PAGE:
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Hello spade22,

Thanks for your reply. If you don't have any symptoms how did they find out about your heartblock? When I took my daughter to a hospital for fever they found out accidently when they checked her pulse.

2:1 AV block is a type of second degree heartblock. This could be either morbitz I or morbitz II.

I am hoping to hear from someone who has similar condition. The good news (in sad news) is that her block is intermittent.

I don't want her to get a pacemaker at least until she reach 20. I hope in 5-10 years time pacemaker implantation become very effective and easy procedure. Future pacemakers might be without battery and leads and heartbeat may power pacemakers...
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Hi,

I have experienced palpitations on and off for about 17 years ( I thought it was normal for a very long time).  I recently got a new dr and mentioned this to her and she ordered a 30 day event monitor and was then referred to a cardiologist who told me I had a secondary heart block.  The cardiologist said I likely had type I and would never have to see her again unless I had other symptoms, especially palpitations during exercise.  Since then I have had them during exercise and have some other electrical "issues" with my heart that the cardiologist is concerned about and are being followed-up on.  
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Will your daughter be having a stress test?  That will help with a type I or type II diagnosis.  I will be having one next week.
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They say she is too small (only 6) to have a stress teat.
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There is a way to do a stress test on a 6 year old.....what they did with my daughter (she was 6 at the time) was to run her up and down the hallways with the doctor watching her. You would be surprised at how well that works! My daughter recieved a duel chamber pacer when she was 8.
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Avatar_m_tn
Thanks for your message. Did your daughter showed any symtoms (symptoms) when she received a pacer? Why the doctors decided to give a pacer? we find it it difficult to differentiate between normal tairedness and tairedness related to her condition.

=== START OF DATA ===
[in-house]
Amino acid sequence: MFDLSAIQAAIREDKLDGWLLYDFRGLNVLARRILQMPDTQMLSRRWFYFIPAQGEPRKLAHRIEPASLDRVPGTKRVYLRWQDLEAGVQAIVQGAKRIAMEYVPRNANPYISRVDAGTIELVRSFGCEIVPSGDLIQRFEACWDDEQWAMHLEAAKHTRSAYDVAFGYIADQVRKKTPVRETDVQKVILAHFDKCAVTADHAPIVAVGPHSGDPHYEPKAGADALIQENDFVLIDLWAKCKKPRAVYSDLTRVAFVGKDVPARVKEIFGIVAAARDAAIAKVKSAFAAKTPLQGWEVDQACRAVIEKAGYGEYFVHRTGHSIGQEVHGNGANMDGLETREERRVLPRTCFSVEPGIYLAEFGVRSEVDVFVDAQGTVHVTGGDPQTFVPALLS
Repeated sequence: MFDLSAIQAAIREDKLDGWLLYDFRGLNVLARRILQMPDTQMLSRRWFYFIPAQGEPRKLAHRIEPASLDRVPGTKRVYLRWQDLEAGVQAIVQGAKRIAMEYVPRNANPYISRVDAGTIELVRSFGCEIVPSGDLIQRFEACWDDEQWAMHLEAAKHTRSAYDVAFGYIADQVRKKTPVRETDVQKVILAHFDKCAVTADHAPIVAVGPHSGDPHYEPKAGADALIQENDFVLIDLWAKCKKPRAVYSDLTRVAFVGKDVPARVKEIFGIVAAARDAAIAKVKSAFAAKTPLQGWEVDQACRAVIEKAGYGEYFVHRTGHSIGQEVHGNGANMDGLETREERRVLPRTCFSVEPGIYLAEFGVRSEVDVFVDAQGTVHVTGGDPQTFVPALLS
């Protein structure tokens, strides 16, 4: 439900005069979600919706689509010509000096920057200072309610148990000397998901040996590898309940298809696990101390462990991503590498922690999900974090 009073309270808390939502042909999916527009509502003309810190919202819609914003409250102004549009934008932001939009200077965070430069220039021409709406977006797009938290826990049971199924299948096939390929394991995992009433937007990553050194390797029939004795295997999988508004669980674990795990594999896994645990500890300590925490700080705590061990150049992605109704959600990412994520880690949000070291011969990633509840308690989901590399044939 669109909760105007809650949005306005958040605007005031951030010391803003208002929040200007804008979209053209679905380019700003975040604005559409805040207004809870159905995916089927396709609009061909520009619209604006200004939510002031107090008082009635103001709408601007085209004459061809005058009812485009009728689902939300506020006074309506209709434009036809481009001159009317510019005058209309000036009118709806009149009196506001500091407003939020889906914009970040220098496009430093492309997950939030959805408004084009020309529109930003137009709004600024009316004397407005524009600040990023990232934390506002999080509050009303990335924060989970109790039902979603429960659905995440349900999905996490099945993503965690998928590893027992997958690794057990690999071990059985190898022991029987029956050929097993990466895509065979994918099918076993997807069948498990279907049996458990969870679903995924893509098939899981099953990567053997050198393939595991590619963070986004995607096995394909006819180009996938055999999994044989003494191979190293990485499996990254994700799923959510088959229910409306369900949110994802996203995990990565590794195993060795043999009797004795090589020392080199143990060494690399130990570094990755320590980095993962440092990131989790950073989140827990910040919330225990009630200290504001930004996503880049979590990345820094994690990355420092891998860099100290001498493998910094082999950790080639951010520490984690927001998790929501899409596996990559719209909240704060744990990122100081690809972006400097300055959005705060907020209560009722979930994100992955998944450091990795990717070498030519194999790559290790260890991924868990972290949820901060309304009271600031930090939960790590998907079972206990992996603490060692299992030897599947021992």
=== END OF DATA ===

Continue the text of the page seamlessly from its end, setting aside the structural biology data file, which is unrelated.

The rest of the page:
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we think that she is not showing any symptoms..may be we are wrong..
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My daughter would have several dizzy spells every day; sometimes she would be pre-syncopal as well. Her awake resting EKG rates were in the 30s range. When the heart rate is that low, the heart can stop beating. She had several different electrical problems with her heart as well as a hypertrophic cardiomyopathy which is where the muscle of the heart is diseased. The reason they put the pacer in was because her Sinus Node (Sick Sinus Syndrome) did not function well, she also had a Right and Left Bundle Block so there was a block of the impulses in both of the ventricles. They gave her a duel chamber pacer to cover both of those problems. Probably the two main symptoms you will see from your daughter are the two that I have already mentioned: dizziness and presyncopy. She is certainly old enough to tell you about those problems so if she has said nothing, that's probably not a problem for her.I would not start asking her about this because children feed off of their parent's anxiety and then in time, the parent's anxiety transfers over to their child. You do not want that to happen to your daughter. She could become scared over every little thing and start to image things are happening to her heart. The tiredness she has can be a result of many different things. The number one reason children are tired is because they do not get enough sleep. At her age she should be getting at least 10 hours a night, more would be better. Look at the foods she is eating. If she is eating things high in sugar, for example, her blood sugar levels will raise very quickly and then they could drop like a rock. If that happens, she will be very active while she is on a sugar "high" and then she'll crash as that level drops. For the most part, parents are pretty intune with their children's health, they have an instinct for it. If your daughter was having symptoms, you would know and so would she, she's old enough for that. Take care